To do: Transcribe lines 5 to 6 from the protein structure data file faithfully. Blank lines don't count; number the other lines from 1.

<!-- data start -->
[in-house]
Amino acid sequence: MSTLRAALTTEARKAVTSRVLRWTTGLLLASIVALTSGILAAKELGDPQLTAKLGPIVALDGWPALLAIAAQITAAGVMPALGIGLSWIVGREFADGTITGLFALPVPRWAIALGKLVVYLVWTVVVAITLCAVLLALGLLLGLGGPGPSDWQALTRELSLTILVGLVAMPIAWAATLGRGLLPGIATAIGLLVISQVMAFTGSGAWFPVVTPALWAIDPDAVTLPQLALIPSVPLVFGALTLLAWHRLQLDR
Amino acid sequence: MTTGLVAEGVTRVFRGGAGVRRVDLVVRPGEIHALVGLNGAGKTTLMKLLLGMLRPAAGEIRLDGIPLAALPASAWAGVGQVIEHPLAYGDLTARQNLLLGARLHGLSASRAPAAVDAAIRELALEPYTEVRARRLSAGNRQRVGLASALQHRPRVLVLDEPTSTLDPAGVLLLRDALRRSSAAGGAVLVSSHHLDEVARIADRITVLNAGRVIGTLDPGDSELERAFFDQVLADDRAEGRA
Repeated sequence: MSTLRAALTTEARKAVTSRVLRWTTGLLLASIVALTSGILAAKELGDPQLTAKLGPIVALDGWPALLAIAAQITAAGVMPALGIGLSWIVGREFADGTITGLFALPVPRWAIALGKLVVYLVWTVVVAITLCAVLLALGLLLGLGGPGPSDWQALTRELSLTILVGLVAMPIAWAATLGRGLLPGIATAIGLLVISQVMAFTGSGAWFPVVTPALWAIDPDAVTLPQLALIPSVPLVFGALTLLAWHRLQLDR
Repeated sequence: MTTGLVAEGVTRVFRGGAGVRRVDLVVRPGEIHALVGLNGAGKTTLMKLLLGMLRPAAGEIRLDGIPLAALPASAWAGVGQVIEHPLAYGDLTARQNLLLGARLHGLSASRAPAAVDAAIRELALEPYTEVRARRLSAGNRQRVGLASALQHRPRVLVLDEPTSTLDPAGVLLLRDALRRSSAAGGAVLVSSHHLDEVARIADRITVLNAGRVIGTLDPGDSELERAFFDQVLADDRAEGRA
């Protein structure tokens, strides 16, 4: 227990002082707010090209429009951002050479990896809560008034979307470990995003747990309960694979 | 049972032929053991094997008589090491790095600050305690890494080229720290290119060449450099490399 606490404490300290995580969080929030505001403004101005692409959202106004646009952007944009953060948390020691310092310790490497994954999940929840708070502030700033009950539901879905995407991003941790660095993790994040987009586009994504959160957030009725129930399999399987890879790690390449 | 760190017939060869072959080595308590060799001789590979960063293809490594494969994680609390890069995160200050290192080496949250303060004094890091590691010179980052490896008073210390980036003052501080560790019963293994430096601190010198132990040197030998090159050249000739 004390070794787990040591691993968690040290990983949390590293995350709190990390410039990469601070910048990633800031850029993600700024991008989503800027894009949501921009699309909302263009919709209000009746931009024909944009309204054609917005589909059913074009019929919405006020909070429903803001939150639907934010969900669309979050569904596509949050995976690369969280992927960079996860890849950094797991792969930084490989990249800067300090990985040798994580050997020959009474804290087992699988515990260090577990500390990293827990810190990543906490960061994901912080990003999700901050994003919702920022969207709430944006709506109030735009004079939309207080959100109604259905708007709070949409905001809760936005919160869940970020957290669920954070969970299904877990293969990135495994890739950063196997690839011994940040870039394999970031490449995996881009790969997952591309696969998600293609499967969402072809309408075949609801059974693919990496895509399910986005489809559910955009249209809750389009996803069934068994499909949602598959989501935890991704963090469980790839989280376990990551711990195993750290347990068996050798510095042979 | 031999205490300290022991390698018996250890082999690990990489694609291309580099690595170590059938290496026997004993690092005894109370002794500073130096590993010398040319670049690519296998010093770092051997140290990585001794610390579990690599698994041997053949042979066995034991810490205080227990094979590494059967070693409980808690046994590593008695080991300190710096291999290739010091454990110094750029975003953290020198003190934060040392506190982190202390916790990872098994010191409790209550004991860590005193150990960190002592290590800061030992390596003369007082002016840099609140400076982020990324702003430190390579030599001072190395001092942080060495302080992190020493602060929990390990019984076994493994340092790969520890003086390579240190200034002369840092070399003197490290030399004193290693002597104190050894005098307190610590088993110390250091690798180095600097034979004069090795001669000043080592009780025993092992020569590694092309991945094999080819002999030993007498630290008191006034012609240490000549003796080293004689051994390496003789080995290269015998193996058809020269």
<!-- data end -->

Repeated sequence: MTTGLVAEGVTRVFRGGAGVRRVDLVVRPGEIHALVGLNGAGKTTLMKLLLGMLRPAAGEIRLDGIPLAALPASAWAGVGQVIEHPLAYGDLTARQNLLLGARLHGLSASRAPAAVDAAIRELALEPYTEVRARRLSAGNRQRVGLASALQHRPRVLVLDEPTSTLDPAGVLLLRDALRRSSAAGGAVLVSSHHLDEVARIADRITVLNAGRVIGTLDPGDSELERAFFDQVLADDRAEGRA
């Protein structure tokens, strides 16, 4: 227990002082707010090209429009951002050479990896809560008034979307470990995003747990309960694979 | 049972032929053991094997008589090491790095600050305690890494080229720290290119060449450099490399 606490404490300290995580969080929030505001403004101005692409959202106004646009952007944009953060948390020691310092310790490497994954999940929840708070502030700033009950539901879905995407991003941790660095993790994040987009586009994504959160957030009725129930399999399987890879790690390449 | 760190017939060869072959080595308590060799001789590979960063293809490594494969994680609390890069995160200050290192080496949250303060004094890091590691010179980052490896008073210390980036003052501080560790019963293994430096601190010198132990040197030998090159050249000739 004390070794787990040591691993968690040290990983949390590293995350709190990390410039990469601070910048990633800031850029993600700024991008989503800027894009949501921009699309909302263009919709209000009746931009024909944009309204054609917005589909059913074009019929919405006020909070429903803001939150639907934010969900669309979050569904596509949050995976690369969280992927960079996860890849950094797991792969930084490989990249800067300090990985040798994580050997020959009474804290087992699988515990260090577990500390990293827990810190990543906490960061994901912080990003999700901050994003919702920022969207709430944006709506109030735009004079939309207080959100109604259905708007709070949409905001809760936005919160869940970020957290669920954070969970299904877990293969990135495994890739950063196997690839011994940040870039394999970031490449995996881009790969997952591309696969998600293609499967969402072809309408075949609801059974693919990496895509399910986005489809559910955009249209809750389009996803069934068994499909949602598959989501935890991704963090469980790839989280376990990551711990195993750290347990068996050798510095042979 | 031999205490300290022991390698018996250890082999690990990489694609291309580099690595170590059938290496026997004993690092005894109370002794500073130096590993010398040319670049690519296998010093770092051997140290990585001794610390579990690599698994041997053949042979066995034991810490205080227990094979590494059967070693409980808690046994590593008695080991300190710096291999290739010091454990110094750029975003953290020198003190934060040392506190982190202390916790990872098994010191409790209550004991860590005193150990960190002592290590800061030992390596003369007082002016840099609140400076982020990324702003430190390579030599001072190395001092942080060495302080992190020493602060929990390990019984076994493994340092790969520890003086390579240190200034002369840092070399003197490290030399004193290693002597104190050894005098307190610590088993110390250091690798180095600097034979004069090795001669000043080592009780025993092992020569590694092309991945094999080819002999030993007498630290008191006034012609240490000549003796080293004689051994390496003789080995290269015998193996058809020269």